I know some of you feel that it seems impossible to get over that "brick wall" when it comes to tracing the lives of certain ancestors. You really do have to put the time in to doing the research and examine all the possibilities. Just like the title says, the idiom "to leave no stone unturned" means to do everything possible to find something or solve a problem.
Years ago, I initially thought my 3x great-grandfather was Boston Livingston.
The only document about him that I found through the Ancestry website was the record of his death.
Boston Livingston, a married black male farm laborer aged 70, died in an accident involving gravel during April 1880 Willow Township, Orangeburg, South Carolina.
Recently, I checked for updates of any of my DNA cousins within the Ancestry website that shared a Livingston surname. I found a relative who descended from Marcilla Livingston b. 1872 Orangeburg. Marcilla's death certificate stated her mother's name was Lucy. I also found another relative who descended from Irena Livingston-Phelps b. 1878 Orangeburg. Irena's death certificate stated her parents were Boston and Lucy Livingston. Lucy lived in Hebron Township, Orangeburg during the 1880 census with her children Eliza b. 1862, Luckey b. 1867, Maryanne b. 1870, Marcella b. 1872 (married Donald Livingston), Irena b. 1874 (married William Phelps), Martha b. 1877 (married Govan Millhouse) and Eugene b. 1879. Lucy lived adjacent to white Livingston families.
These DNA cousins who descend from Boston and Lucy Livingston are my 5th cousins. That means we share one or both 4x great-grandparents.
This meant that Boston Livingston my 3x great-granduncle. I was disappointed at first. I was between a rock and a hard place but then I realized Boston gave me a clue already. If I find more records of him then maybe I can find the names of his brothers, sisters and parents.
Since no one was found in the 1870 census, I had to find alternate records within other websites that might include names of my relatives. On the FamilySearch website, I discovered Freedmen Office Records - Orangeburg Hospital Register of Sick and Wounded 1866 to 1868. The Freedmen's Bureau was established by an act of Congress on March 3, 1865. They were responsible for all matters relating to refugees, freedmen, and all lands seized or abandoned during the Civil War. Bureau officials operated hospitals such as Orangburg Hospital in South Carolina. Within these files, I found several individuals with the variation of the Livingston surname.
- Boston Levingston b. 1817 (age 49) July 2-29, 1866 and (age 51) August 25, 1868 - Retention of urine cytosis.
- Adam Levinston b. 1821 (age 45) June 28-July 3, 1866 - Ulcer of the leg.
- Jerry Livingston b. 1825 (age 43) August 23, 1868 - Jaundice.
- Charles Levingston b. 1826 (age 40) July 9, 1866 - Lost his leg 20 years ago. Charles was a brother of Jerry. Jerry had a grandson named Charlie b. 1883.
- Rachel Levingston b. 1844 (age 24) August 29, 1868 - Amputation of little toe.
- John Levinston b. 1846 (age 20) June 28-July 28, 1866 - Fever and dropsy.
Is it morbid to be glad that your ancestors were sick enough to go to a hospital? I am thankful that they did receive medical attention and survived during the post Civil War period of Reconstruction. As luck would have it, there were multiple records of their illnesses. I underlined a few of their medical visits below.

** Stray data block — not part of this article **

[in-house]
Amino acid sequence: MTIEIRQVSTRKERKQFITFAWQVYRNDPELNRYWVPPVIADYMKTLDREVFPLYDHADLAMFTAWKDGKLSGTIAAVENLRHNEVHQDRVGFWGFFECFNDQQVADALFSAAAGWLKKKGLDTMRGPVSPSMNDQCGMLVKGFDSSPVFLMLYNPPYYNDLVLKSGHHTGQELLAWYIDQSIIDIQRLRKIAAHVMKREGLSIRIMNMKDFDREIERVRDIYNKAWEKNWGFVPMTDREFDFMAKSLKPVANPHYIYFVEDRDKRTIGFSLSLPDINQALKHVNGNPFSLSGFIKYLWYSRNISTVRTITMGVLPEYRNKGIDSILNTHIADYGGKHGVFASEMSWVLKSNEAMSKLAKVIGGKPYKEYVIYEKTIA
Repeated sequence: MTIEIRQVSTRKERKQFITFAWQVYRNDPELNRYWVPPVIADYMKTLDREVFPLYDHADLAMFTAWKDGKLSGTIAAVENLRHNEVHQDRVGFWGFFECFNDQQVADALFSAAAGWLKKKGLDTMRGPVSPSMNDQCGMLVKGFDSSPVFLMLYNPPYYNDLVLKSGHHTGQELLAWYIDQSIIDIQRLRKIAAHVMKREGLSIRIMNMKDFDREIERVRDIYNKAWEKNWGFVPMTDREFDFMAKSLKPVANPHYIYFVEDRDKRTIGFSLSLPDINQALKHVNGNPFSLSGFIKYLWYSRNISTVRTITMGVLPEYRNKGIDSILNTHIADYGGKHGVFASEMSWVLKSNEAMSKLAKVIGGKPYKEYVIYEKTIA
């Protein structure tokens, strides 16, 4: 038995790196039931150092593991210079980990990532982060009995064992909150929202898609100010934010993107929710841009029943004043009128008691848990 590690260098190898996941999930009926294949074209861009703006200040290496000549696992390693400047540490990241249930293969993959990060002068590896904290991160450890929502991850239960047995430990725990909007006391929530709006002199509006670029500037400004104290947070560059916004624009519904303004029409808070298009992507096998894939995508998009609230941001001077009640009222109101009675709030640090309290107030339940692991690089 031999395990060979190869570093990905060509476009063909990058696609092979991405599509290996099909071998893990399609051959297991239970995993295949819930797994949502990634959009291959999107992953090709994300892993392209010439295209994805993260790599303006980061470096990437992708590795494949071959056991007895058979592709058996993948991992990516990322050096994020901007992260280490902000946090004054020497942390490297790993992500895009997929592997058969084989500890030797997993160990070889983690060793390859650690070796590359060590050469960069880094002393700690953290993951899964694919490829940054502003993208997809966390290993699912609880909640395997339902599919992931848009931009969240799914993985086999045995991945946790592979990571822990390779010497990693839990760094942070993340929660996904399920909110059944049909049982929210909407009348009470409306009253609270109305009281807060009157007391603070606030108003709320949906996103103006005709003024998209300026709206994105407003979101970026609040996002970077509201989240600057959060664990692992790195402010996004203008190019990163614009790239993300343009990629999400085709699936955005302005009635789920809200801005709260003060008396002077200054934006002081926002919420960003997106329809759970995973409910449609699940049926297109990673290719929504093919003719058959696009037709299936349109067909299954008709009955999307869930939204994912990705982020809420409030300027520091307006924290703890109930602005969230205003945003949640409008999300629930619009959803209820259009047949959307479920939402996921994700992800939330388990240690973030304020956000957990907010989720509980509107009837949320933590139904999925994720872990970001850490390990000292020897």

I compared the names from the hospital records to the 1880 Orangeburg census.
- Boston Livingston was married to Lucy b. 1832 in the 1880 Hebron, Orangeburg area.
- Adam Livingston was single in the 1880 Liberty, Orangeburg area. He was not the same Adam Livingston that was married to Clarisa in the 1870-1880 Clarendon censuses.
- Dick (Richard) Livingston b. 1825 was married to Eliza b. 1830 in the 1880 Liberty, Orangeburg area. They would later divorce.
- Jerry Livingston b. 1820 was married to Katie b. 1825 in the 1880 Liberty, Orangeburg area. Their daughter Salina b. 1862 married Jim Zeigler b. 1839.
- Rachel Livingston b. 1844 was a widow in the 1880 Liberty, Orangeburg area. Her daughter Chloe b. 1864 married Enoch Pou (Pough) b. 1858. Rachel was a neighbor of Jerry.
- Charles Livingston was not found in Orangeburg the 1880 census. He might have been the same person as C. Livingston b. 1830 married to Liza b. 1835 in the 1880 Williamsburg, SC census.
- John Livingston was also missing from the 1880 census. He might have died or relocated somewhere else. He might have been Jerry's son and Rachel's husband.
My 2x great-grandparents Jace b. 1854 and Dorcas Livingston b. 1852 lived in Liberty, Orangeburg during 1880. I couldn't find my 3x great-grandmother Idella Livingston b. 1830 in that census. I did find others though. Clinch Livingston b. 1830 was married to Clarinda b. 1830 in the 1880 Liberty, Orangeburg area. They also named a daughter Chloe b. 1855. Satira (Satirya) Jenkins-Livingston-Jackson b. 1835 married her 2nd husband Samuel Jackson b. 1840 around 1866 in the Hebron, Orangeburg area. Her first husband was a Livingston (first name unknown). One of her daughters Louvenia Livingston b. 1857 married January Hart b. 1850. I thought Louvenia was Jace's sister but now I know she was not.
So who was my 3x great-grandfather? I am not sure yet. Adam looks promising however I cannot confirm anything yet. My DNA did point out that Boston was related to one of my 3x great-grandparents so at least I have that to go forward. I made enough mistakes by assuming relationships without proof.
As I said earlier, I have a huge brick wall with the Livingston Family. Boston's DNA provided the first chip I needed to whittle away at the problem.
Next time, I will show you what that brick wall was "made" of!